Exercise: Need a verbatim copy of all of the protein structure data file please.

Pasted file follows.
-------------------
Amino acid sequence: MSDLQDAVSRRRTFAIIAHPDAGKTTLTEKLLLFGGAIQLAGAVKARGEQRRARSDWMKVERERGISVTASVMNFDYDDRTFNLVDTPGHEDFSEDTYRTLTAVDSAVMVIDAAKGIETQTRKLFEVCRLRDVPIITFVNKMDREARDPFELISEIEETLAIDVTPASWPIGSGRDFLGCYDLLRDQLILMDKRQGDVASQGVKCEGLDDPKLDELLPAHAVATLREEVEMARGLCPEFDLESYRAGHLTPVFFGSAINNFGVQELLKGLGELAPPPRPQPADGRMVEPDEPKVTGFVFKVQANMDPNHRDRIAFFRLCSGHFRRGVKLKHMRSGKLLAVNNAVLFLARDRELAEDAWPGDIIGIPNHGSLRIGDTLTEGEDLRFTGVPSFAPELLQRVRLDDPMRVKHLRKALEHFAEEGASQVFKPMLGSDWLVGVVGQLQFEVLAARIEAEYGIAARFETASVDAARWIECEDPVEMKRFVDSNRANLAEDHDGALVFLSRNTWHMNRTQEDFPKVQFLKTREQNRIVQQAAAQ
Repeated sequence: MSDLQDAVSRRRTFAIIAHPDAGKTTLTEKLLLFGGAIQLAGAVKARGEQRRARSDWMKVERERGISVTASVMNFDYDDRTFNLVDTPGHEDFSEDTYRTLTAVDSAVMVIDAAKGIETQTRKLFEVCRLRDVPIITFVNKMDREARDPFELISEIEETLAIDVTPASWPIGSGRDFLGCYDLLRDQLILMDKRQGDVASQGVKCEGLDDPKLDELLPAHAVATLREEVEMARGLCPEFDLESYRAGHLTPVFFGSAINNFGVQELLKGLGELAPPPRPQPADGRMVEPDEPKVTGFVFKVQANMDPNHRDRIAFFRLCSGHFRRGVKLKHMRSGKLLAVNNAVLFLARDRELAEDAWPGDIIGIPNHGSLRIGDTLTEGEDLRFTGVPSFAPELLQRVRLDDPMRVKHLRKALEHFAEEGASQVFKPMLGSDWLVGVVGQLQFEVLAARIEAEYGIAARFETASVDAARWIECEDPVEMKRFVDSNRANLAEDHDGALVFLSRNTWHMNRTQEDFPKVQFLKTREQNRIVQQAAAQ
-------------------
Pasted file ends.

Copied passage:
Amino acid sequence: MSDLQDAVSRRRTFAIIAHPDAGKTTLTEKLLLFGGAIQLAGAVKARGEQRRARSDWMKVERERGISVTASVMNFDYDDRTFNLVDTPGHEDFSEDTYRTLTAVDSAVMVIDAAKGIETQTRKLFEVCRLRDVPIITFVNKMDREARDPFELISEIEETLAIDVTPASWPIGSGRDFLGCYDLLRDQLILMDKRQGDVASQGVKCEGLDDPKLDELLPAHAVATLREEVEMARGLCPEFDLESYRAGHLTPVFFGSAINNFGVQELLKGLGELAPPPRPQPADGRMVEPDEPKVTGFVFKVQANMDPNHRDRIAFFRLCSGHFRRGVKLKHMRSGKLLAVNNAVLFLARDRELAEDAWPGDIIGIPNHGSLRIGDTLTEGEDLRFTGVPSFAPELLQRVRLDDPMRVKHLRKALEHFAEEGASQVFKPMLGSDWLVGVVGQLQFEVLAARIEAEYGIAARFETASVDAARWIECEDPVEMKRFVDSNRANLAEDHDGALVFLSRNTWHMNRTQEDFPKVQFLKTREQNRIVQQAAAQ
Repeated sequence: MSDLQDAVSRRRTFAIIAHPDAGKTTLTEKLLLFGGAIQLAGAVKARGEQRRARSDWMKVERERGISVTASVMNFDYDDRTFNLVDTPGHEDFSEDTYRTLTAVDSAVMVIDAAKGIETQTRKLFEVCRLRDVPIITFVNKMDREARDPFELISEIEETLAIDVTPASWPIGSGRDFLGCYDLLRDQLILMDKRQGDVASQGVKCEGLDDPKLDELLPAHAVATLREEVEMARGLCPEFDLESYRAGHLTPVFFGSAINNFGVQELLKGLGELAPPPRPQPADGRMVEPDEPKVTGFVFKVQANMDPNHRDRIAFFRLCSGHFRRGVKLKHMRSGKLLAVNNAVLFLARDRELAEDAWPGDIIGIPNHGSLRIGDTLTEGEDLRFTGVPSFAPELLQRVRLDDPMRVKHLRKALEHFAEEGASQVFKPMLGSDWLVGVVGQLQFEVLAARIEAEYGIAARFETASVDAARWIECEDPVEMKRFVDSNRANLAEDHDGALVFLSRNTWHMNRTQEDFPKVQFLKTREQNRIVQQAAAQ